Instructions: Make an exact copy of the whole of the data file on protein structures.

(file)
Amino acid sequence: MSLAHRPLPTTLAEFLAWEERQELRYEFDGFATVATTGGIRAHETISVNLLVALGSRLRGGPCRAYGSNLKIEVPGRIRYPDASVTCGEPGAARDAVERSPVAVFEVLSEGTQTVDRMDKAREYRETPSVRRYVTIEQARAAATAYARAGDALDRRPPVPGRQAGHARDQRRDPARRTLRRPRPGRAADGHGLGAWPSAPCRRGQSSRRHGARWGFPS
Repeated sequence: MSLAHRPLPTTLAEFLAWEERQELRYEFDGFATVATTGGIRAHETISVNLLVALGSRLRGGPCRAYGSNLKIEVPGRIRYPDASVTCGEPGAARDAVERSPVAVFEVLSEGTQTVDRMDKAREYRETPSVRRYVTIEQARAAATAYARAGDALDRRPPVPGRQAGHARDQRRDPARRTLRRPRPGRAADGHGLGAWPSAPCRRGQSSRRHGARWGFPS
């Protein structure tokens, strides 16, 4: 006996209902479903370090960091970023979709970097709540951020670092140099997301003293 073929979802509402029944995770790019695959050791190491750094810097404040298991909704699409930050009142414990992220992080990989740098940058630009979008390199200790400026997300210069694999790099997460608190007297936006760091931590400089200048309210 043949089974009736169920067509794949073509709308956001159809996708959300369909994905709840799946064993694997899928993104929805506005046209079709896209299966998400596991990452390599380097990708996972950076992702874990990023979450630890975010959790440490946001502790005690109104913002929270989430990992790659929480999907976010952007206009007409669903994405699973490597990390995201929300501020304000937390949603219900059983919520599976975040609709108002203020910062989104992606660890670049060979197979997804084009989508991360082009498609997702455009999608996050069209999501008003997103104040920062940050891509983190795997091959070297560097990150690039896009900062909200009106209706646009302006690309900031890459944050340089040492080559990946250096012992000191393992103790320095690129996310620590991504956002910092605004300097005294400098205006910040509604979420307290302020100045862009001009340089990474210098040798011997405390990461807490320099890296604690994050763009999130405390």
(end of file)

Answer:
Amino acid sequence: MSLAHRPLPTTLAEFLAWEERQELRYEFDGFATVATTGGIRAHETISVNLLVALGSRLRGGPCRAYGSNLKIEVPGRIRYPDASVTCGEPGAARDAVERSPVAVFEVLSEGTQTVDRMDKAREYRETPSVRRYVTIEQARAAATAYARAGDALDRRPPVPGRQAGHARDQRRDPARRTLRRPRPGRAADGHGLGAWPSAPCRRGQSSRRHGARWGFPS
Repeated sequence: MSLAHRPLPTTLAEFLAWEERQELRYEFDGFATVATTGGIRAHETISVNLLVALGSRLRGGPCRAYGSNLKIEVPGRIRYPDASVTCGEPGAARDAVERSPVAVFEVLSEGTQTVDRMDKAREYRETPSVRRYVTIEQARAAATAYARAGDALDRRPPVPGRQAGHARDQRRDPARRTLRRPRPGRAADGHGLGAWPSAPCRRGQSSRRHGARWGFPS
């Protein structure tokens, strides 16, 4: 006996209902479903370090960091970023979709970097709540951020670092140099997301003293 073929979802509402029944995770790019695959050791190491750094810097404040298991909704699409930050009142414990992220992080990989740098940058630009979008390199200790400026997300210069694999790099997460608190007297936006760091931590400089200048309210 043949089974009736169920067509794949073509709308956001159809996708959300369909994905709840799946064993694997899928993104929805506005046209079709896209299966998400596991990452390599380097990708996972950076992702874990990023979450630890975010959790440490946001502790005690109104913002929270989430990992790659929480999907976010952007206009007409669903994405699973490597990390995201929300501020304000937390949603219900059983919520599976975040609709108002203020910062989104992606660890670049060979197979997804084009989508991360082009498609997702455009999608996050069209999501008003997103104040920062940050891509983190795997091959070297560097990150690039896009900062909200009106209706646009302006690309900031890459944050340089040492080559990946250096012992000191393992103790320095690129996310620590991504956002910092605004300097005294400098205006910040509604979420307290302020100045862009001009340089990474210098040798011997405390990461807490320099890296604690994050763009999130405390």